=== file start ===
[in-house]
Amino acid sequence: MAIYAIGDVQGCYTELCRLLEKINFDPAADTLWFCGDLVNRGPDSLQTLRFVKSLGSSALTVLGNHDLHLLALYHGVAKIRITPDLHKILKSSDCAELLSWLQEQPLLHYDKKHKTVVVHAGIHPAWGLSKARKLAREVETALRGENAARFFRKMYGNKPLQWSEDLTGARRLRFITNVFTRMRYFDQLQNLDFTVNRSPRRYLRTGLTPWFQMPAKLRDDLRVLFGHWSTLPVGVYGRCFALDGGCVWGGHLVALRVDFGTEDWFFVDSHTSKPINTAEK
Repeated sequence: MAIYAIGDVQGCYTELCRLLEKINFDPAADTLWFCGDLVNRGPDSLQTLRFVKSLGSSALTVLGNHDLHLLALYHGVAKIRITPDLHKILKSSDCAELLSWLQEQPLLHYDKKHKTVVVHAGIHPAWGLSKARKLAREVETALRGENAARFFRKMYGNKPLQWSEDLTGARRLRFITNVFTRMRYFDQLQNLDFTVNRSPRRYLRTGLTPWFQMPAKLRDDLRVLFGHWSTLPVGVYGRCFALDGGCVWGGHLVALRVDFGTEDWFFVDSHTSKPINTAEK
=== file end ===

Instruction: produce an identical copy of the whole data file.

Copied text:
[in-house]
Amino acid sequence: MAIYAIGDVQGCYTELCRLLEKINFDPAADTLWFCGDLVNRGPDSLQTLRFVKSLGSSALTVLGNHDLHLLALYHGVAKIRITPDLHKILKSSDCAELLSWLQEQPLLHYDKKHKTVVVHAGIHPAWGLSKARKLAREVETALRGENAARFFRKMYGNKPLQWSEDLTGARRLRFITNVFTRMRYFDQLQNLDFTVNRSPRRYLRTGLTPWFQMPAKLRDDLRVLFGHWSTLPVGVYGRCFALDGGCVWGGHLVALRVDFGTEDWFFVDSHTSKPINTAEK
Repeated sequence: MAIYAIGDVQGCYTELCRLLEKINFDPAADTLWFCGDLVNRGPDSLQTLRFVKSLGSSALTVLGNHDLHLLALYHGVAKIRITPDLHKILKSSDCAELLSWLQEQPLLHYDKKHKTVVVHAGIHPAWGLSKARKLAREVETALRGENAARFFRKMYGNKPLQWSEDLTGARRLRFITNVFTRMRYFDQLQNLDFTVNRSPRRYLRTGLTPWFQMPAKLRDDLRVLFGHWSTLPVGVYGRCFALDGGCVWGGHLVALRVDFGTEDWFFVDSHTSKPINTAEK